Trump Promises to Bring Back Coal as Two More Coal Plants Set to Retire
Speaking at a rally in Kentucky Monday night, President Trump told the crowd his administration is "preparing new executive actions to save our coal industry and to save our wonderful coal miners from continuing to be put out of work."
The president also promised to "turn the EPA from a job-killer into a job creator." The timing of the executive order in question, which reportedly includes ordering a rewrite of the Clean Power Plan and threats to the social cost of carbon, was pushed back again by the White House on Monday. The president will reportedly sign the order by the end of this month.
Speaking of job killers versus job creators, Senate Majority Leader Mitch McConnell vowed Saturday to oppose the Trump budget's proposed cuts to the Appalachian Regional Commission, which helps with economic revitalization in areas devastated by coal's decline.
Hours before Trump's rally, electric company Dayton Power & Light announced plans to close two of its coal-fired plants in Ohio by next June. The company announced in a statement that, "without significant changes in market conditions," the J.M. Stuart and Killen plants would not be "economically viable beyond mid-2018."
"Despite claims to the contrary, King Coal is not coming back," said Michael Bloomberg. "Four coal-fired power plants have been slated for retirement since November, reflecting strong demand for clean energy over polluting coal."
The plants, which sit at the heart of a region Trump promised to revitalize, generate 3,000 megawatts of energy and employ nearly 500 workers. In a settlement reached earlier this year with groups including the Sierra Club, the company will invest in 300 megawatts of solar and wind projects by 2022 and provide a $2 million fund for the communities affected by the plants' closures.
"The rapid deployment of clean energy is unstoppable," Bruce Nilles, senior director of the Sierra Club's Beyond Coal Campaign, said. "What is missing in Ohio and too many communities is a plan to help the impacted workers and communities make the transition away from coal."
For a deeper dive:
Trump rally: Reuters EO: Politico Pro, The Hill, Washington Examiner McConnell: AP, E&E Commentary: The Hill, Dan Cohan op-ed Coal: Reuters, The Hill, Dayton Daily News, Dayton Business Journal Commentary: Axios, Shane Savitsky analysis
The move comes after regional authorities declared a state of emergency over the weekend after sightings of more than 50 bears in the town of Belushya Guba since December.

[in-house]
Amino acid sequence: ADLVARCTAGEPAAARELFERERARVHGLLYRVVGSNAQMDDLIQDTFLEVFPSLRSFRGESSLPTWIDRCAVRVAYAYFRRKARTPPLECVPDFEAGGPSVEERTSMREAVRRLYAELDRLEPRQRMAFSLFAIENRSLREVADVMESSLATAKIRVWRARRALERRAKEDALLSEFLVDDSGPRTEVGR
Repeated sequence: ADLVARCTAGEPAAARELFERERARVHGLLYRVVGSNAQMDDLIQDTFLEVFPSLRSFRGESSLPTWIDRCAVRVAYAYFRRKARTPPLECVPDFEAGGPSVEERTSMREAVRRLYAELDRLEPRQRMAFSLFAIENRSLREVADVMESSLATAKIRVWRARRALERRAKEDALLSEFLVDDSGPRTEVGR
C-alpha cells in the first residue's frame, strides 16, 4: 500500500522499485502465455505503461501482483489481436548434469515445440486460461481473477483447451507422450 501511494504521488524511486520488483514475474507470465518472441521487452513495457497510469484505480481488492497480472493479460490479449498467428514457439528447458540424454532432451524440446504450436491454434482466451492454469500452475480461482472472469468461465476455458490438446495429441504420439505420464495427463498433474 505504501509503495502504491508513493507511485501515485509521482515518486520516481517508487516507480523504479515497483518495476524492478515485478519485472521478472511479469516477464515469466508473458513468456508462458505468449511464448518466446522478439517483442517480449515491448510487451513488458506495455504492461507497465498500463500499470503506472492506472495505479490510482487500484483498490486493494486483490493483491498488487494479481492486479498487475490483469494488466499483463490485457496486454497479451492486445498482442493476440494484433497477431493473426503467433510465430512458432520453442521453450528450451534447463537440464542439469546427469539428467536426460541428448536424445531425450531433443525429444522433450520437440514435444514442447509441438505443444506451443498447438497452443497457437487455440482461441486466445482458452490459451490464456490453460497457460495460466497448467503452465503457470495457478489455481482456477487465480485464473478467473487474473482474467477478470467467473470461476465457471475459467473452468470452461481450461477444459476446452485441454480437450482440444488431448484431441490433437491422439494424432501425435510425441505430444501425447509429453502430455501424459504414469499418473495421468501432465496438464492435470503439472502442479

This year's letter from Bill and Melinda Gates focused on nine things that surprised them. For the Microsoft-cofounder, one thing he was surprised to learn was the massive amount of new buildings the planet should expect in the coming decades due to urban population growth.
"The number of buildings in the world is going to double by 2060. It's like we're going to build a new New York City every month for the next 40 years," he said.
By Shana Udvardy
After a dearth of action on climate change and a record year of extreme events in 2017, the inclusion of climate change policies within the annual legislation Congress considers to outline its defense spending priorities (the National Defense Authorization Act) for fiscal year 2018 was welcome progress. House and Senate leaders pushed to include language that mandated that the Department of Defense (DoD) incorporate climate change in their facility planning (see more on what this section of the bill does here and here) as well as issue a report on the impacts of climate change on military installations. Unfortunately, what DoD produced fell far short of what was mandated.
Trump is losing his rallying cry to save coal. The Tennessee Valley Authority (TVA) voted on Thursday to retire two coal-fired power plants in the next few years despite a plea from the president to keep one of the plants open.
Earlier this week, the president posted an oddly specific tweet that urged the government-owned utility to save the 49-year-old Paradise 3 plant in Kentucky. It so happens that the facility burns coal supplied by Murray Energy Corporation, whose CEO is Robert Murray, is a major Trump donor.